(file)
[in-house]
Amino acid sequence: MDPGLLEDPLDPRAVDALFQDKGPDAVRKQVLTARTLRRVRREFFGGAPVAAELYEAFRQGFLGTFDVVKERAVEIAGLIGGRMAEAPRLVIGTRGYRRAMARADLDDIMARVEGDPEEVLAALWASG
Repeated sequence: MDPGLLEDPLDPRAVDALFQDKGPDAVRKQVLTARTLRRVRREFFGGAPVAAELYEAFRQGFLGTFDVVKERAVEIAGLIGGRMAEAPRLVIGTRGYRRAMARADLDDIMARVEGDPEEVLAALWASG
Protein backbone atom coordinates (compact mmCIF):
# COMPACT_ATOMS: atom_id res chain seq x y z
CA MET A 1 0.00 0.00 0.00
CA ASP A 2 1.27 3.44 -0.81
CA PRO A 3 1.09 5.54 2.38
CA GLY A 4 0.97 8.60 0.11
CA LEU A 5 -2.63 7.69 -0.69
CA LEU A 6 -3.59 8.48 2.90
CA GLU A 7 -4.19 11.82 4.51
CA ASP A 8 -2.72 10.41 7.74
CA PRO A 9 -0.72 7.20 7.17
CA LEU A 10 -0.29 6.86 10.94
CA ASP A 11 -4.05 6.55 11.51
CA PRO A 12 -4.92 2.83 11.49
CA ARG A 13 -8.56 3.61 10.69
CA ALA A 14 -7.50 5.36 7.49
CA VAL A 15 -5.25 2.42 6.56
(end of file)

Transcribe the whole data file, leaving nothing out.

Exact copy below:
[in-house]
Amino acid sequence: MDPGLLEDPLDPRAVDALFQDKGPDAVRKQVLTARTLRRVRREFFGGAPVAAELYEAFRQGFLGTFDVVKERAVEIAGLIGGRMAEAPRLVIGTRGYRRAMARADLDDIMARVEGDPEEVLAALWASG
Repeated sequence: MDPGLLEDPLDPRAVDALFQDKGPDAVRKQVLTARTLRRVRREFFGGAPVAAELYEAFRQGFLGTFDVVKERAVEIAGLIGGRMAEAPRLVIGTRGYRRAMARADLDDIMARVEGDPEEVLAALWASG
Protein backbone atom coordinates (compact mmCIF):
# COMPACT_ATOMS: atom_id res chain seq x y z
CA MET A 1 0.00 0.00 0.00
CA ASP A 2 1.27 3.44 -0.81
CA PRO A 3 1.09 5.54 2.38
CA GLY A 4 0.97 8.60 0.11
CA LEU A 5 -2.63 7.69 -0.69
CA LEU A 6 -3.59 8.48 2.90
CA GLU A 7 -4.19 11.82 4.51
CA ASP A 8 -2.72 10.41 7.74
CA PRO A 9 -0.72 7.20 7.17
CA LEU A 10 -0.29 6.86 10.94
CA ASP A 11 -4.05 6.55 11.51
CA PRO A 12 -4.92 2.83 11.49
CA ARG A 13 -8.56 3.61 10.69
CA ALA A 14 -7.50 5.36 7.49
CA VAL A 15 -5.25 2.42 6.56